Child Development & Phonological Development Organizing Sounds Discussion
Analyzing Gianna’s level of phonological and lexical development
Use evidence from Gianna’s speech sample at the end of the assignment instructions to answer the following questions. Answers to the 4 questions should be reported in a single document. Look the sample assignment for reference. Using the same words and sentences from the sample assignment (even if substituting numbers and examples) will be considered plagiarism.
1. In what stage of phonological development is Gianna in? That is, is she (a) in the pre-linguistic speech sound development stage? (b) Or in the first words stage? (c) Or in the stage characterized by phonological processes? (d) Or in the period of phonetic inventory completion? (e) Or in the stage of advanced phonology? Justify your answer by giving her pronunciation accuracy (in %).
2. Describe at least 4 of Gianna’s phonological processes. Provides different examples for each.
3. Does Gianna use words referentially (as adults) or are there some context-bound words, over- and under-extensions? Define each of these and give examples from the sample. Show that you can identify nouns, verbs and adjectives.
4. Calculate the sample’s lexical diversity and discuss whether there are more nouns, verbs or adjectives in the sample. Use the document titled “Grammar Charts” to get help on how to identify nouns, verbs and adjectives.
ASSIGNMENT INSTRUCTIONS, SAMPLE ASSIGNMENT, GRAMMAR CHARTS, GUIDELINES FOR CODING SPEECH SAMPLES ALL PROVIDED TO HELP COMPLETE THE ASSIGNMENT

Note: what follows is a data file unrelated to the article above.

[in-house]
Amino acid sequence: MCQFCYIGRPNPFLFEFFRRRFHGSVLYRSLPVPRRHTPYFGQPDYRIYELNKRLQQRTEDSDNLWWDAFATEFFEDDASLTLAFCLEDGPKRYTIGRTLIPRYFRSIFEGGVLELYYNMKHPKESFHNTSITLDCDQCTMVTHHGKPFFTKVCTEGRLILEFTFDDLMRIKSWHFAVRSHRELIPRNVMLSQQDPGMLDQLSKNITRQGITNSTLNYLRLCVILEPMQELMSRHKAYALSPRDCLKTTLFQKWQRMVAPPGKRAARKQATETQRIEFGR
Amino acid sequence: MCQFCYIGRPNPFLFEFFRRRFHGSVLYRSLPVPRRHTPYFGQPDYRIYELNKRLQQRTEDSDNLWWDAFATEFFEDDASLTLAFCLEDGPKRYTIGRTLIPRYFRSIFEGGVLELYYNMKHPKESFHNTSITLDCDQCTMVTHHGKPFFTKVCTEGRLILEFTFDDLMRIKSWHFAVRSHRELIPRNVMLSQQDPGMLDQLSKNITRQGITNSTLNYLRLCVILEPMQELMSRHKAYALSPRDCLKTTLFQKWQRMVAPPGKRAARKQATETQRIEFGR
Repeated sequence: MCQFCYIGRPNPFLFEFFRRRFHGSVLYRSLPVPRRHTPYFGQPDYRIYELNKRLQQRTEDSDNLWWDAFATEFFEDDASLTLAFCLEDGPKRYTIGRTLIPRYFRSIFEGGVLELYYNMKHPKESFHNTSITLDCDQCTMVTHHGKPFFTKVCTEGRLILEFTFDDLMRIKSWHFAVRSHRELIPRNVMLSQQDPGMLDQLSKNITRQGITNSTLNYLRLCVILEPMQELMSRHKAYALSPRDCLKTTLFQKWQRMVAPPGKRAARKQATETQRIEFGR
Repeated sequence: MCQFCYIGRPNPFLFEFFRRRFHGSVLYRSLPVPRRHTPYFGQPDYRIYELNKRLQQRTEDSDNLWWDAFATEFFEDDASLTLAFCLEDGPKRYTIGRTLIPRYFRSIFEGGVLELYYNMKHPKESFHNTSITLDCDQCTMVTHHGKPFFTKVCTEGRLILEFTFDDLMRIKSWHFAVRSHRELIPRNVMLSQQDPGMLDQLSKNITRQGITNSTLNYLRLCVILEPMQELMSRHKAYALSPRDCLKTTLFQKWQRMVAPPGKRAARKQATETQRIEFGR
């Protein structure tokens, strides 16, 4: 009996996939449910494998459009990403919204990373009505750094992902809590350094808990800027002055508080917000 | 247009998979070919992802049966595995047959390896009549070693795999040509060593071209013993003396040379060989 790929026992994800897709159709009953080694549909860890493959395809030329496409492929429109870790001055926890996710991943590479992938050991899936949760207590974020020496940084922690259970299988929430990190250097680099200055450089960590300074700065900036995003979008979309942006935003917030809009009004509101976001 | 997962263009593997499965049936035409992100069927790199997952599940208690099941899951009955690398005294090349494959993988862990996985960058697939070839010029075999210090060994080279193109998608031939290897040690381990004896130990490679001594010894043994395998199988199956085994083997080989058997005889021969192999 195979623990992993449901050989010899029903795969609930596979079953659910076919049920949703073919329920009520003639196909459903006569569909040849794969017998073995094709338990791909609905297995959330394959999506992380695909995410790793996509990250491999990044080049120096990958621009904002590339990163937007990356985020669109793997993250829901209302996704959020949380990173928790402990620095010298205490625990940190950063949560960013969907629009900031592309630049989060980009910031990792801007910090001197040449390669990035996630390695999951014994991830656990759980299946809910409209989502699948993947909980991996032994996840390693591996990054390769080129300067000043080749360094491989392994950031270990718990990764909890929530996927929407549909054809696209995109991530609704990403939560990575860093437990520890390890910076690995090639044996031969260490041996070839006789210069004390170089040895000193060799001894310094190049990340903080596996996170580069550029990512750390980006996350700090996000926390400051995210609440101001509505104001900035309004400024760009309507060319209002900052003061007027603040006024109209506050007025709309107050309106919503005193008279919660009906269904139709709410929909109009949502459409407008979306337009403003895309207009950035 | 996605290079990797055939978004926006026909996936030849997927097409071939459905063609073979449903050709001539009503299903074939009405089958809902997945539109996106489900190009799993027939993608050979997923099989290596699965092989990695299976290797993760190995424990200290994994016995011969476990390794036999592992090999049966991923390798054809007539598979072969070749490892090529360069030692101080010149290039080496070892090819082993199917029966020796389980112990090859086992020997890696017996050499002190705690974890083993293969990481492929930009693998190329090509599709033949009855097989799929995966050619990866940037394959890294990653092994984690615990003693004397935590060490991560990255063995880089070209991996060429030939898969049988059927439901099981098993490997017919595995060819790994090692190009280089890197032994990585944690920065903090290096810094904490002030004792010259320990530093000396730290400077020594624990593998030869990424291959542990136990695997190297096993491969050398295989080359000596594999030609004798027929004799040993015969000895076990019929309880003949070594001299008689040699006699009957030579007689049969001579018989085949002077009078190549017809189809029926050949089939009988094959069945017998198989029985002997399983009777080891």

Look at important tips provided in the assignment insturctions file.CHDV4920 ASSIGNMENT 1 (15 pt.) – Analyzing Gianna’s level of phonological and lexical development Use evidence from Gianna’s speech sample at the end of this document to answer the following questions. Answers to the 4 questions should be reported in a single document and submitted on Canvas by 11:59 p.m. on 3/12/2021. See the sample assignment for reference. Using the same words and sentences from the sample assignment (even if substituting numbers and examples) will be considered plagiarism and will result in a 0 grade. PHONOLOGICAL DEVELOPMENT 1. In what stage of phonological development is Gianna in? That is, is she (a) in the pre-linguistic speech sound development stage? (b) Or in the first words stage? (c) Or in the stage characterized by phonological processes? (d) Or in the period of phonetic inventory completion? (e) Or in the stage of advanced phonology? Justify your answer by giving her pronunciation accuracy (in %). 2. Describe at least 4 of Gianna’s phonological processes. Provides different examples for each. – IMPORTANT TIPS Do not just give age as your answer for the stage. Use Gianna’s pronunciation accuracy to justify your answer. Use the document titled “Guidelines for coding speech samples” to figure out how to calculate pronunciation accuracy. Provide specific examples from the transcription, accompanied by utterance numbers. Discuss your findings integrating information from the textbook and the lecture materials. LEXICAL DEVELOPMENT 3. Does Gianna use words referentially (as adults) or are there some context-bound words, over- and under-extensions? Define each of these and give examples from the sample. Show that you can identify nouns, verbs and adjectives. 4. Calculate the sample’s lexical diversity and discuss whether there are more nouns, verbs or adjectives in the sample. Use the document titled “Grammar Charts” to get help on how to identify nouns, verbs and adjectives. How to calculate the sample’s lexical diversity: a. Count all nouns, verbs and adjectives in the sample. b. For example, let’s say the child says: dog, blue, go, house, go, pretty, dog, big, cat, blue. c. Count all these words (only nouns, verbs and adjectives): 10 total words. d. Count all different words (no repetitions counted): dog, blue, go, house, pretty, big, cat =7 e. Divide the number of different words (7) by the number of total words (10) = 7/10 = 0.7 f. Ratios above 0.5 mean the vocabulary in the sample is varied. g. Ratios lower than 0.5 mean that the vocabulary is repetitive. h. A 0.7 ratio indicates that the child’s vocabulary in the sample is a varied. – IMPORTANT TIPS Give actual numbers of words. Do not just say ‘most words are nouns.’ Use the document titled “Grammar Charts” to get help on how to identify nouns, verbs and adjectives. Discuss your findings integrating information from the textbook and the lecture materials. Provide specific examples from the transcription, accompanied by utterance numbers. Rubrics for grading this assignment: Is the student’s analysis for phonological development accurate and complete with examples? Minimally – 1 point Partially – 2.5 points Fully – 5 points Is the student’s analysis for lexical development accurate and complete with examples? Minimally – 1 point Partially – 2.5 points Fully – 5 points Is the writing free of grammatical, spelling and punctuation errors and does it demonstrate effective communication? Minimally – 1 point Partially – 2.5 points Fully – 5 points TOTAL POSSIBLE POINTS: 15 Gianna’s Speech Sample Gianna is a 34-month-old girl and the youngest of four children. Her oldest brother is 14, and the one nearest in age to her is 10, and so she has many competent language users available to her. The family is Asian American; however, only English is spoken in the household as both parents are second generation American born Chinese. Gianna’s mother is a high school English teacher with a master’s degree, while her father is a USC graduate who manages several apartments and stays home with his daughter. The family can be considered middle class. Presently, Gianna is not attending preschool, but she will begin as soon as she turns 3. The recording, by a digital recorder, took place in Gianna’s home in order to maintain a comfortable, familiar atmosphere with the hopes that it would encourage the most natural responses from the child. The interview took place on a Monday afternoon while Gianna’s mother, father and one brother were at home, and it lasted for 45 minutes. The recording was then transcribed by the interviewer, using the following abbreviations to denote the participants: CHI (child), INT (interviewer), MOT (mother), DAD (father), and BRO (brother). /Slashes/ indicate phonological processes, that is, how the child actually pronounced certain words. Only 100 of the child’s utterances were transcribed for evaluation purposes. Mom, dad, and Tom (brother) are all at home preoccupied with their own activities. Gianna is eating a chicken drumstick by herself while watching TV. 1. CHI: What you doing? INT: I just wanna see you talk. MOT: What’s Tom doing? 2. CHI: Take a picture Tom. INT: No. 3. CHI: Yes. INT: I’m not taking pictures. I’m making a video. 4. CHI: I don’t /wan/ “want” /bideo/ “video.” INT: What’d you say? 5. CHI: I don’t /wan/ “want” /bideo/ “video.” INT: You don’t want video? 6. CHI: No. FAT: Where’s my handicap placard? 7. CHI: Some of my dad’s missing. INT: Some of your dad’s what? 8. CHI: Missing. INT: Missing what? 9. CHI: Be quiet /dere/ “there.” INT: Who? 10. CHI: You. INT: Why? 11. CHI: Leave me /lone/ “alone.” INT: You? 12. CHI: Yes. INT: Ok. I’m just watching TV. 13. CHI: You’re not. INT: Yeah. Gianna gets up from her seat and walks to get a better look at interviewer’s recording device. 14. CHI: Are you watching a /bideo/ “video?” INT: No, I’m making a video. Can you just eat your chicken? Hey, do you wanna go to school with Tom? Gianna shakes her head. Why not? 15. CHI: I’m not /bigga/ “bigger” yet. INT: What? 16. CHI: I’m not /bigga/ “bigger” yet. Gianna continues to eat the chicken and grimaces while chewing a piece. INT: Ok. Is that bone? 17. CHI: No. INT: You know what that’s called? 18. CHI: I /don/ “don’t” know. INT: That’s called ‘cartilage.’ Can you say ‘cartilage?’ 19. CHI: I’m eating it! INT: Cartilage? It’s yummy, huh? I like it. 20. CHI: Me too. INT: You know who else likes it? 21. CHI: Hm? INT: You know who else likes cartilage? Spartacus. (Spartacus is the dog.) 22. CHI: Yummy. Anymore? INT: Anymore cartilage? 23. CHI: Yeah. INT: You find it. 24. CHI: I /dink/ “think” /iss/ “it’s” in /hewe/ “here.” No! INT: Just eat it. Is it meat? Don’t eat the bone. 25. CHI: /Car der lidge/ “Cartilage!” INT: Good job. K, if it’s too hard, don’t eat it. Cartilage is soft. 26. CHI: Hm? INT: If it’s too hard, don’t eat it. Cartilage is soft. 27. CHI: /Iss/ “it’s” soft. INT: Ok. Only Sparticus can eat the bone. 28. CHI: I’m not eating /dis/ “this” one. 29. CHI: I’m /jus/ “just” /holdin/ “holding” /car da lidge/ “cartilage.” INT: Good girl. Father coughs in the next room. Are you still coughing like your dad? Gianna nods her head. What’s gonna make it better? 30. CHI: Juicy. INT: Tell your dad, ‘Drink juice.’ 31. CHI: He’s Coke /wid/ “with” /dat/ “that.” INT: He drinks Coke with that? 32. CHI: Yeah. INT: He’s never gonna get better. 33. CHI: If he drink lot of Coke, I… Hey, /get/ “guess” what? I found it! INT: What is that? 34. CHI: Mango. The child says “mango” but it’s actually a papaya. INT: No! That’s not mango. What did I teach you that was? 35. CHI: I’m eating mango!! INT: It’s papaya! Are you still hungry? 36. CHI: No. INT: But you still have meat. 37. CHI: I /don/ “don’t” want it. MOT: Let’s go wash your hands. Mother takes Gianna to wash her hands. 38. CHI: Hey! Tom is watching a /bideo/ “video” in his room! INT: He’s watching Spiderman. 39. CHI: I want to watch Cinderella’s /bideo/! MOT: We’ll do it later, OK? Gianna dries her hands and runs back out to the living room where her plate and juice remain at the table. 40. CHI: I /wan/ “want” some /fine/ “find” /da/ “the” bone. MOT: Oh, you found the bone? Gianna sips juice, runs to the sink, and spits it out. INT: Hey, mama’s gonna get mad you. 41. CHI: No, mama not. Gianna runs to her room and hides behind toy bins. 42. CHI: I /wan/ “want” Tom make my /seeket/ “secret” hide-out dark. INT: You want Tom to make your secret hide-out dark? Ask him again. 43. CHI: Tom! I /wan/ “want” you make my /seeket/ “secret” hide-out dark. INT: What’s the magic word? 44. CHI: Please, Tom. BRO: What? MOT: Can Auntie Carrie make it for you? 45. CHI: Yes. INT: Like this? Interviewer drapes blanket over bins. 46. CHI: Try /an/ “and” /fine/ “find” me. INT: I can’t make it stay. Wait. 47. CHI: Try /an/ “and” /fine/ “find” me! INT: I know where you are! Blanket falls off the toy bins hiding Gianna. 48. CHI: It fell down! It fell down! INT: Don’t move. Don’t move it. Gianna comes out from behind the bins with toy medical instruments. 49. CHI: Sick. INT: Who is? 50. CHI: You. INT: No. Gianna puts toys down and reaches to grab interviewer’s recording device. 51. CHI: Is /dat/ “that” your /cara/ “camera?” INT: Who is that? Interviewer points to camera screen capturing image of Gianna’s brother and shows Gianna. 52. CHI: I /don/ “don’t” know. INT: Who is that? 53. CHI: I /don/ “don’t” know. INT: Yes, you know who that is. Gianna continues to grab at camera while interviewer keeps it out of reach. 54. CHI: I know what’s to do! INT: You can’t. It’s your dad’s. You can’t touch it. Gianna runs towards her bedroom. 55. CHI: /Dat’s/ “That’s” my… /Dat’s/ “That’s” my police station. I can take you /dewe/ “there.” INT: Where is your police station? 56. CHI: /Pollow/ “Follow” me! INT: Where are you going? 57. CHI: /Goin/ “Going” to my police station! Interviewer inquires about a toy box nearby. INT: What’s inside there? You were gonna show me. 58. CHI: /Dat’s/ “that’s” your surprise storage. INT: That’s my surprise what? 59. CHI: Storage. INT: Storage. 60. CHI: Yes. INT: Where’d you get that? 61. CHI: /Fom/ “From” my room. INT: From who? 62. CHI: /Fom/ “From” my room. INT: My room? I don’t have a room here. BRO: Yeah, you do. Because you’re part of our family. 63. CHI: Ah… /Booga/ “Booger” family. INT: Booger family? What’s going on here? Gianna attempts to squeeze into the same seat as the interviewer. 64. CHI: Move it. INT: No, watch this. 65. CHI: I /don/ “don’t” want to watch. INT: Watch. Look at Tom. 66. CHI: What? INT: You see him? 67. CHI: Let’s, let’s, let’s close it because he’s not gonna watch. Gianna attempts to press button on interviewer’s camera. INT: No, I’m watching. 68. CHI: Can I play /wit/ “with” your phone? INT: No. Let me do this. 69. CHI: /Weady/ “Ready!” INT: I don’t have games. 70. CHI: I’m /jus/ “just” playing. INT: Ok, press that one. See and then the light comes on. 71. CHI: Uh, I want to /jus/ “just” work. INT: It doesn’t work. It’s just a phone. It doesn’t have games like mama’s phone. 72. CHI: Let me check /da/ “the…” Gianna wraps interviewer’s cell phone in a ToysRUs advertisement. INT: What? You wanna check the newspaper? 73. CHI: Wait. Wait. Wait. INT: What are you doing? What am I waiting for? Gianna puts the cell phone and advertisement on the table and runs to her mother in the kitchen. 74. CHI: Mama, can I have candy? MOT: No. 75. CHI: Why? 76. CHI: Wait. I /wan/ “want” Auntie Carrie to stop record /dis/ “this.” 77. CHI: Stop it. Gianna runs back to interviewer from the kitchen. 78. CHI: You have to come /wit/ “with” me to look it. 79. CHI: Come to look it. INT: Going to where? 80. CHI: Look it. INT: Look it? 81. CHI: No. We’s… We’re going to my Lookit’s house! INT: Your Lookit’s house? Father puts on a movie per brother’s request. INT: What are we watching? “Pitch Perfect?” 82. CHI: Mommy? 83. CHI: Can I have /pockorn/ “popcorn?” MOT: Yes. 84. CHI: Do you have Tom /bideo/ “video” of him doing /dis/ “this” taking picture of me? 85. CHI: Take it. INT: I have it on my phone. My old phone. 86. CHI: Where your /ole/ “old” phone? INT: At my house. Gianna is fixated on the movie playing and sings along with the introduction. 87. CHI: Blah blah rab da dab dab da! 88. CHI: I’m a funny face! Brother and I laugh. Gianna dances to the music from the TV. 89. CHI: I’m a funny face! 90. CHI: I’m a funny face! 91. CHI: I’m a funny face! 92. CHI: I’m a funny face! Gianna eats the popcorn her mother brings her. 93. CHI: /Is/ “It’s” hard. 94. CHI: Bone! INT: No, no, no. Not bone. Kernel. Look it. She’s gonna sing. Ready? 95. CHI: One. Two. /Tree/ “Three.” Four. Five. Girl on TV throws up. 96. CHI: Ew! 97. CHI: No more? INT: No more throw up. 98. CHI: Watch. Gianna dances to the music from the TV and continues to eat her popcorn. 99. CHI: /Wan/ “Want” some? INT: No, thanks. Ok, maybe just one. You pick one. Thanks. MOT: Hey, Auntie Carrie said thanks. What do you say? 100.CHI: Welcome. THIS IS A SAMPLE ASSIGNMENT. COPYING OF ANY PORTIONS, INCLUDING SENTENCES OR SENTENCE FRAGMENTS, WILL BE CONSIDERED PLAGIARISM AND RESULT IN A ZERO GRADE. Student’s name:______________________________________________________________ Phonological development 1. Phonology is the foundation for all spoken languages, with each language having its own system of sounds. Initially, infants lack the ability to produce these sounds. Their large tongues and lack of teeth make specific sound production difficult (Hoff, 2009). As children’s oral structures grow, an ongoing process of practicing and learning how sounds are produced begins. Phonological processes are errors or sound substitutions that allow children to speak despite their inability to produce certain sounds. In particular, phonological processes are “systematic ways in which to alter the sounds of the target language so that they fit within the repertoire of sounds children can produce” (Hoff, 2009, p. 165). Of the 100 utterances, Lukas used phonological processes in 55% of the speech sample. Therefore, due to his heavy reliance on these processes, we can conclude that he is in the stage characterized by phonological processes, which is also characteristic of children between 18 months to 3-4 years of age. Since Lukas is 3, he falls into the appropriate stage for his age. 2. Among his phonological processes, Lukas used stopping 29 times; he had 19 occurrences of final consonant deletion, and nine gliding processes. Stopping was evident when the th sounds were being utilized, as seen in lines 21, 23, 46, 47, 52, 53, 54, 55, and 63, among others. In each of these utterances, the th was replaced with a d. For example, “Oh, look at this,” became “Oh, look at /dis/” (Utt. 52) and “There it is” was pronounced “/Dere/ it is” (Utt. 88). Stopping is a fairly common mistake seen in children’s speech, especially with certain phones. The majority of children don’t even begin to master the two th sounds until they are 4 ½ (Hoff, 2009, p. 168). As a 3 ½ year old, Lukas will most likely continue to utilize stopping until he is able to fully master the th phonemes. Final consonant deletion was the second most commonly used phonological process by Lukas, and was seen when he prematurely ended a word, like when “and” became /an/ (Utt. 87), “going” was turned into /goin/ (Utt. 17), and “want” was pronounced /wan/ (Utt. 58). Gliding was evident when Lukas said /weady/ for “ready” (Utt. 2) and /mowe/ for “more” (Utt. 99). We can expect that Lukas will continue to produce these errors since the sounds affected (/th/, /r/ and final consonants) are typically acquired late. Lexical Development 3. The impact of a child’s environment is particularly noticeable when reviewing lexical development. Such factors as birth order, socioeconomic status, personality traits, and the education level of the parents all play a role in what words the child will learn and eventually use. Lukas is fortunate to have parents from a higher socioeconomic status, for its effect on vocabulary development has been seen to “grow larger over time . . . [and] educated mothers talk to their children more” (Hoff, 2009, p. 202). Lukas used words referentially in the sample, meaning he was able to use the same label to refer to different items within the same category. For instance, he called “dog” not only his own dog (Ut.. 34), but also his neighbor’s dog (Utt. 54) and the dog he saw in a picture in the book he was reading (Utt. 77). However, he produced one example of an over-extension, when he referred to a cheetah as a “leopard” (Utt. 88), probably because he did not know the specific name for the cheetah and because cheetahs look very similar to jaguars. 4. Out of a total of 112 nouns, verbs, and adjectives, 0.3 or 30% were different words. This means that the sample’s lexical diversity was low and the vocabulary was repetitive. However, considering the repetitive nature of the game “hide and seek” that was being played, it is understandable. What is interesting to note is that Lukas produced only six adjectives, one of the most memorable was in response to the question “The lion can’t climb the chair?” to which he replied, “Yeah, he’s too fat” (Utt. 94). 51 nouns and 55 verbs were recorded, a nearly equivalent number. Nouns are generally more prevalent in children’s speech in contrast with verbs because “in learning nouns children need only learn the labels for meanings they already have, whereas in learning verbs children have to figure out how meaning is packaged by their language” (Hoff, 2009, p. 190). There were 51 nouns in the language sample, but of these, only seven were different, in contrast with his 19 different verbs out of the total 55. This shows that Lukas repeated nouns to a greater extent than he repeated verbs, lowering the overall lexical diversity of the sample. Again, it is believed that these results are due to the activities and games performed during the speech sample collection since, according to my observation, Lukas is a verbal child who hears and learns many words from his educated parents. 1 Coding a speech sample CHDV4920 You will apply this procedure to answer all your questions, not only for phonological development but also for lexical and morpho-syntactic development. So for example, you will need to code your sample when studying the frequency of phonological processes, the overall accuracy of pronunciation, the number of declarative, negative and interrogative sentences, etc. EXAMPLE. Say you’re studying the frequency of phonological processes (how common they are) and the child’s overall pronunciation accuracy (out of the 100 utterances, how many are pronounced in an adult-like manner?). To code the sample: a. code each utterance in your sample as ‘having phonological processes’ (PP) or ‘not having phonological processes’ (NoPP). Example: 1. CHI: 2. CHI: 3. CHI: 4. CHI: 5. CHI: 6. CHI: 7. CHI: 8. CHI: 9. CHI: 10.CHI: I like it. NoPP it’s /wed/. “red” PP Give it to me! NoPP No, no no!!!! NoPP /adain/. “again” PP I said /adain/! “again” PP Okay. NoPP I want /mowe/. “more” PP /mowe/ please! “more” PP /tank/ you! “thank” PP b. Count all the utterances with phonological processes: 6 out of 10 = 60% in the sample. → The child’s frequency of phonological processes is 60%. c. Count all the utterances without phonological processes (i.e. adult-like): 4 out of 10 = 40% in the sample. → The child’s pronunciation accuracy rate is 40%. d. Discuss your results using notes from lectures and readings. You may plot these results in a figure. This document describes and provides examples of all grammatical categories, including nouns, verbs, adjectives, pronouns, adverbs etc. While you do not need to learn all the details about each category, this document can be useful to help you identify nouns, verbs and adjectives. NOUNS Simple Nouns Man, key, pencil, table, hope Complex Nouns Closed: swimsuit Open: high school Hyphenated: ex-wife Nouns Classes: Proper: Common: Collective: NonCount: Mrs. Ross, Chevrolet teacher, car jury, group sugar, sand Count: Gender: Abstract: Concrete: desk, bowl neuter: child sibling fear, love camera, pencil masculine: prince, gentleman feminine: queen, lady PRONOUNS Person Nominative Objective Possessive Reflexive 1st person singular I me mine myself 2nd person singular you you yours yourself 3rd person singular He, she, it Him, her, it His, her, its himself 1st person plural we us ours ourselves 2nd person plural you you yours Yourself 3rd person plural they them their themselves Indefinite Pronoun Relative Pronoun Interrogative Pronoun Demonstrative Pronouns All, anybody, anyone, anything, both, either, each Who, whoever, which, whom, whose, what whatever, that Who, what, where, when, how, which This, these, those, that Ex: Both are invited. Ex: I told you which one to read. Ex: Which do you prefer? Ex: Those are it. VERBS Main Verbs: describe an action or state of being Auxiliary Verbs: helping verbs Modal Auxiliary Verbs: refers to mood, intention, certainly, command Eat, walk, talk, sleep Shall, be, have, does, will Can, could, should, will, would Ex: Carla said she will lend me $5. BE VERBS Auxiliary-Copula Auxiliary-Helping Contracted She’s old. She’s looking. Uncontracted She is old. She is looking. Uncontractible She was old. She was looking. Verb Tense and Aspect Present: the action occurs now Past: the action occurred in the past Future: the action will occur in the future Simple I learn. I learned. I will learn. Progressive: ongoing I am learning. I was learning. I will be learning. Perfect: occurred before some other action. I have learned. I had learned. I will have learned. Verb Forms Voice Active: I am eating an apple. Passive: The apple is being eaten by me. Number Indicative Imperative Subjunctive (Mood) (Mood) (Mood) Singular: Jeremy sleeps. Requesting info or facts Command or request Plural: Jeremy and Jessica sleep. That dog is a terrier. Go to bed! Improbable, doubtful wishes I wish I were a little bit taller. Verbals Infinitives Gerunds (usually have “to”) (“ing” verbs that become nouns) He is calling to tell us about the accident. Cleaning is not my favorite activity. Participles Present: He is cleaning. Past: He has cleaned. Verbs Transitive Intransitive (require an object) (don’t need an object) I cut something. I sleep. I smile. Adverbs Simple Compound Very, quite, rather, often, much, terribly Over there, very early, too much Adverbs Forms Positive Comparative Superlative (simple entity) (compares two entities) (compares three or more) Slowly More slowly, less quickly Most slowly, least quickly Adverb Types Affirmation Manner Place Negation Time Degree Number Reason Absolutely, certainly Quickly, slowly, well About, anywhere, around, behind No, not, never After, again, already All, almost, barely First, second, third Therefore, consequently, thus, because Conjunctive Adverbs Accordingly, additionally, also, besides, further, for example, however, in fact, then, therefore Adjectives Simple Compound Pretty, handsome, big Two words together: hardcover Hyphenated: low-income Two words: child development Descriptive Adjectives *describe a quality of what they are modifying. The big boy is sleeping. The boy is hungry. Limiting Adjectives/ Determiners *provide info on how much, how many, whose….. Proper Adjs. Definite/indefinite articles Indefinite Adjs. Cardinal Adjs. Ordinal Adjs. Demonstrative Adjs. Possessive Adjs. Noun Adjs. Interrogative Adjs. Spanish class The Both, several Two, three, four First, second, third That, those, that Her voice. Man’s coat. Wine glass Whose keys? Floor lamp Which do you like? An, a Adjectives Positive Comparative Superlative Smart Smarter Smartest Serious More serious Most serious Good better best Conjunctions *they connect ideas Simple And, but, so, yet *single words Compound Nevertheless, however, therefore Phrasal conjunction In other words, that is, even if *complete phrases *two words combined Conjunction Types Coordinating Correlative Subordinating *info on both sides of the conjunction is equal in weight or importance *sets of words that go together in pairs. * most frequently used-connect a main clause and a subordinate clause Ex: for, and, nor, but, yet, so Ex: both/and, either/or, neither/nor, whether/or, if/then Ex: because, when, if, since (FANBOYS) I went to bed because I was tired. Prepositions * create a relationship between its antecedent (A) and its object (O). Ex: The roof of the house. *can modify both nouns (over the house) and verbs (run over) *usually occur before the noun-but may occur at the end of a sentence. Prepositional Function Time Place At, between, during, for, since, through, until, within Against, among, around, beside, between, by, in, near, on Accompaniment Destination/purpose With, without For, to Means Possession Relation By, with, without of of Preposition Types Simple prepositions Of, between, on, near, in…… Compound prepositions Alongside, throughout, inside, underneath, outside, within, without…. Phrasal preposition According to, across from, along with, as for, as to, because of… Prepositional Verbs Prepositions that occur with a verb. Allow for, pick on, run into, attend to, look at, stand for, believe in, look for, stand up, drop in, object to, wish for…….